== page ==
In 1987 ,the Seattle Mariners selected Ken Griffey Junior with the first overall selection in the amateur draft. Scouts said " If you thought Barry Bonds was exciting, wait till you see this kid." With a swing described as "effortless" and a famous baseball father, " The Kid" was on his way to baseball fame.
A suicide attempt in 1988, and a broken hand in 1989, derailed his first two season in the majors. His next 11 years in Seattle he established himself as one of the best players of the '90's. He had an assault on the record books with 1,752 hits, 398 home runs, 1,152 RBI's, and 167 stolen bases.
With 10 Gold Gloves, his defense in center field was unmatched. Thanks to his impressive speed and athleticism, he would often make diving catches and leaping over the wall to rob home runs seem easy. With his own shoe deal with Nike, and his mug plastered on everything from billboards to Wheaties boxes, he was becoming an icon.
The Mariners never made it to the World Series during Griffey's time in Seattle, falling short to the Indians in the 1995 ALCS. After being named to the All-Century team in 1999 and ranked 93rd in the Sporting News list of 100 Greatest Baseball Players, "The Kid" had grown into one of the elite of the game.
Then after the 1999 season, Griffey asked to be traded out of Seattle so he could play closer to home. The Mariners agreed and sent him to Cincinnati to play for his father's former team the Reds. The 2000 season brought great promise for the Reds and Griffey, but in just 145 games Griffey hit .271 with 40 homers, his lowest totals in five years.
2001-2004 brought hard times for Griffey. He was plagued by injuries that forced him to miss most, if not all of the 2002, 2003, and 2004 seasons. With injuries and age, his bat speed slowed down, and his once superstar skills diminished, making him an afterthought in the Reds outfield.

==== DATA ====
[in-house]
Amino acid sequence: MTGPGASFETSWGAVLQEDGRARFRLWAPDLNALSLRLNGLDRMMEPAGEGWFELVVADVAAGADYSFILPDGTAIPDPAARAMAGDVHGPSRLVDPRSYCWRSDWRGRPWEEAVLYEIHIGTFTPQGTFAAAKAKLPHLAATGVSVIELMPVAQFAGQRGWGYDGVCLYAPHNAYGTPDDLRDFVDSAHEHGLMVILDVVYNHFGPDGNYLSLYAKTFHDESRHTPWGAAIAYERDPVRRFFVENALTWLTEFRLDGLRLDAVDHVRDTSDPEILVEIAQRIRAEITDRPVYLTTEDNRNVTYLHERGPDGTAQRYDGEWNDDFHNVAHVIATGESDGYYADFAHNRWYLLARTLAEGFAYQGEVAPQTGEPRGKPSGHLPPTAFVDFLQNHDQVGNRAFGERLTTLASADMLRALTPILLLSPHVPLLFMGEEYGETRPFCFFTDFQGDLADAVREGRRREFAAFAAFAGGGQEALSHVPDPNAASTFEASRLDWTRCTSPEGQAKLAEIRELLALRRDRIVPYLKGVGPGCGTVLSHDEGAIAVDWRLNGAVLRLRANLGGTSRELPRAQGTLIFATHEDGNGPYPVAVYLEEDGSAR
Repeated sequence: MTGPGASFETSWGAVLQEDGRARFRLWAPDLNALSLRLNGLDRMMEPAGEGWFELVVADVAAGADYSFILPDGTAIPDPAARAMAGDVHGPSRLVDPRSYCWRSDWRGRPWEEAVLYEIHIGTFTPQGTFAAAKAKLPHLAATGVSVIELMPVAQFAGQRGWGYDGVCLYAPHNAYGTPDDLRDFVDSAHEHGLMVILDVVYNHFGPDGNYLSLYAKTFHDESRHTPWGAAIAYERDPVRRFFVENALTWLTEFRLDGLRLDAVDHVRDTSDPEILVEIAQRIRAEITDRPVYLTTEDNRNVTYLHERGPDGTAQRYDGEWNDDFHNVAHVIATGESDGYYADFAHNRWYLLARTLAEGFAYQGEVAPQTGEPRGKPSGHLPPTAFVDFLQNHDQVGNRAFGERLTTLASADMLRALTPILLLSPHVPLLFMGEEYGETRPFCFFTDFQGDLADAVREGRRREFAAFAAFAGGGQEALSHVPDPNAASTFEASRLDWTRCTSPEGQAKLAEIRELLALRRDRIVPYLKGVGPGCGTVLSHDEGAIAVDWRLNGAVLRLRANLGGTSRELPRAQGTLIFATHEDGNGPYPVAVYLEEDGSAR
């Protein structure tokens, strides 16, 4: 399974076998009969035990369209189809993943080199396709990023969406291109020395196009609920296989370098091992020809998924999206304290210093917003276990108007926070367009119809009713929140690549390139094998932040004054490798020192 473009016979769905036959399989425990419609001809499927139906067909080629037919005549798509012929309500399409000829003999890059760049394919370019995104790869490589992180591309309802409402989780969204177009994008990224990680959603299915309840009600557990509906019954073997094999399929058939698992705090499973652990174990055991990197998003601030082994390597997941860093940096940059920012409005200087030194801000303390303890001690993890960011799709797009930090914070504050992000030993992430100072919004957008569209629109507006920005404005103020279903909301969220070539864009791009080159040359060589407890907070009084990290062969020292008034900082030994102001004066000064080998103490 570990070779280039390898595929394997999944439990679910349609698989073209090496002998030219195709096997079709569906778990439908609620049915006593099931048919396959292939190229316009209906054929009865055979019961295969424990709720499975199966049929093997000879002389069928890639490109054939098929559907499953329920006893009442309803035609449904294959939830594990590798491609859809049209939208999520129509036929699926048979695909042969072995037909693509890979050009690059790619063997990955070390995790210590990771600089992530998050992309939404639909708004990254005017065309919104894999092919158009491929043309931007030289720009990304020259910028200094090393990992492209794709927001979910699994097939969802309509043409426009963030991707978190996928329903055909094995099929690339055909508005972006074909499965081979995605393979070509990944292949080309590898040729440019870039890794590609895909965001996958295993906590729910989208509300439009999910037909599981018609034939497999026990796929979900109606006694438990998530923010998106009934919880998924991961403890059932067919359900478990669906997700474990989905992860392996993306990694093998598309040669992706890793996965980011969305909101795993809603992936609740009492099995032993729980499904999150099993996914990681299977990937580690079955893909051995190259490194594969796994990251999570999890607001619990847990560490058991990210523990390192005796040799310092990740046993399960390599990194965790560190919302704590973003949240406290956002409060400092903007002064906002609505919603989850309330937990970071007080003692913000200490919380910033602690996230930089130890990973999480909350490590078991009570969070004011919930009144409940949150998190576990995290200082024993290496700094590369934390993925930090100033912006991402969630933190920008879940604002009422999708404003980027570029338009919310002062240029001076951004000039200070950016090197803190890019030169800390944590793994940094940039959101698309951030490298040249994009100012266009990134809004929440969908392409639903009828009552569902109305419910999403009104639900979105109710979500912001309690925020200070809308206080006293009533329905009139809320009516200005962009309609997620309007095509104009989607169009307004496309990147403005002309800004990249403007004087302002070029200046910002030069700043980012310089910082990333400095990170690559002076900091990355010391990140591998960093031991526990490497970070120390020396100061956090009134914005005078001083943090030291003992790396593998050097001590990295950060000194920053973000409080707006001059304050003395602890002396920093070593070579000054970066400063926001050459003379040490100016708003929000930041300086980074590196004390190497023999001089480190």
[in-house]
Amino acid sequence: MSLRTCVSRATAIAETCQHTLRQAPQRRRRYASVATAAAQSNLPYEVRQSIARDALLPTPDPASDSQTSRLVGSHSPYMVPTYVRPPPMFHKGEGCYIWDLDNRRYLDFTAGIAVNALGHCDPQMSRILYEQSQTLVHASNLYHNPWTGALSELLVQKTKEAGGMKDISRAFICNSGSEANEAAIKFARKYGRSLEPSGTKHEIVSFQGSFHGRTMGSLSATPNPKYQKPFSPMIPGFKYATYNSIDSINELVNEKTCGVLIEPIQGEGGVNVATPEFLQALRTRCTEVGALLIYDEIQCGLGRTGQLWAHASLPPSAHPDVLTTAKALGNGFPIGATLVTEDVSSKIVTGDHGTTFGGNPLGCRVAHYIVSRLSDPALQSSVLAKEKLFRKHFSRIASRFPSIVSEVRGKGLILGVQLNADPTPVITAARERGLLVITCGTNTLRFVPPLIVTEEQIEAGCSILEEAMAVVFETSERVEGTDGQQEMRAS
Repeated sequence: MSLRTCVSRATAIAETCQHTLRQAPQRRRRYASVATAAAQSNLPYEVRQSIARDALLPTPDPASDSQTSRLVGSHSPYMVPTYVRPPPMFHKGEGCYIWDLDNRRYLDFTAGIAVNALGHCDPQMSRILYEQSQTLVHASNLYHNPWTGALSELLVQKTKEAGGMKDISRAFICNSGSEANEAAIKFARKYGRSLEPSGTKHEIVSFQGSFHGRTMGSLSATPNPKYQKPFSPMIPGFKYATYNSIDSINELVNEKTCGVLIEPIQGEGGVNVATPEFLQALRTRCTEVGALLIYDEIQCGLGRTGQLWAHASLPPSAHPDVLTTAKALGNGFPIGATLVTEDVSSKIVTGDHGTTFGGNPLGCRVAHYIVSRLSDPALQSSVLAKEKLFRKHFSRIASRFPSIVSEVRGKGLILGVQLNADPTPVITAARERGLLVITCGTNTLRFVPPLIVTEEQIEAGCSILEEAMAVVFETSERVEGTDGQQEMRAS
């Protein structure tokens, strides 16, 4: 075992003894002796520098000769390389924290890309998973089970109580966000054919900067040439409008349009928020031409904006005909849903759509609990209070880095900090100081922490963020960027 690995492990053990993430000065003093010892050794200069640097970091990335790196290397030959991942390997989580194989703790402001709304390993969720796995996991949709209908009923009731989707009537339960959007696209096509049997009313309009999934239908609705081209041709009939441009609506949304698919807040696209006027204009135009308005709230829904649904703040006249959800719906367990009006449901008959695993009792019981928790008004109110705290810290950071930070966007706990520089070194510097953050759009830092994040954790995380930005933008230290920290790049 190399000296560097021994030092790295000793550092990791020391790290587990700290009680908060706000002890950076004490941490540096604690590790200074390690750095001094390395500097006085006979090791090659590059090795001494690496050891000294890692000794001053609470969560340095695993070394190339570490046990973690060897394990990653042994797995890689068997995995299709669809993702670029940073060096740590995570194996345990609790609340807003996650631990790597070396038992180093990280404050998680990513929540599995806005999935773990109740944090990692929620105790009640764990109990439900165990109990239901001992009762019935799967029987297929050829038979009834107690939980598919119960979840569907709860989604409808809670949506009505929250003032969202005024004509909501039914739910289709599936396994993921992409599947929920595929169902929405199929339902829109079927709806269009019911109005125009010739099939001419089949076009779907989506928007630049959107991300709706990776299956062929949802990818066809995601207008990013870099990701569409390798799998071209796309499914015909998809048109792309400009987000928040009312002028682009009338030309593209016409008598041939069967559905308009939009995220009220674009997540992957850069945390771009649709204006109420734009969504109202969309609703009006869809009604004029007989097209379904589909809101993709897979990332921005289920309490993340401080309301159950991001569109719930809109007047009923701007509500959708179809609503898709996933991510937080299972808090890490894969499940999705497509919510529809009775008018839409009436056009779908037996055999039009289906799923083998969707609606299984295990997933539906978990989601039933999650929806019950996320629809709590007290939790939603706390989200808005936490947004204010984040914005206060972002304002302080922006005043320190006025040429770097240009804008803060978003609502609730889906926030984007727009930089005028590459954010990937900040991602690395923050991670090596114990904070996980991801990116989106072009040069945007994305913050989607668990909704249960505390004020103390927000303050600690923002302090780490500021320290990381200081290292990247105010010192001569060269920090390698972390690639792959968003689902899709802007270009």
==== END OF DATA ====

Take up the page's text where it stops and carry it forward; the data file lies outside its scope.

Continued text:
After several surguries to his hamstring and calf, he returned in the 2005 season fully recovered and finally healthy. The fluid effortless swing came back and his 35 home runs were his highest since his first year with the Reds, as he slowly moved up the career home run list ending the season tied with Micky Mantle for 12th.
Griffey continued to move up the home run list, playing in 125 games in 2005, his most since 2000. In 2007 he was elected as an all-time Gold Glove winner, solidifying his spot as one of the best nine defensive players in the last fifty years. Coming into the 2008 season, Griffey was poised to become just the sixth player to hit 600 home runs, and after hitting his 599th on May 31st he just needs one more to reach that milestone.
Despite all the injuries and missed games, Ken Griffey Jr. will be in Cooperstown. His numbers speak for themselves. Also, in an era where every home run hitter's name has been associated with steroids, Griffey's name as stayed clean. With his once great career delayed by injuries, you will never hear Griffey complain. Because to him, the story is not over yet.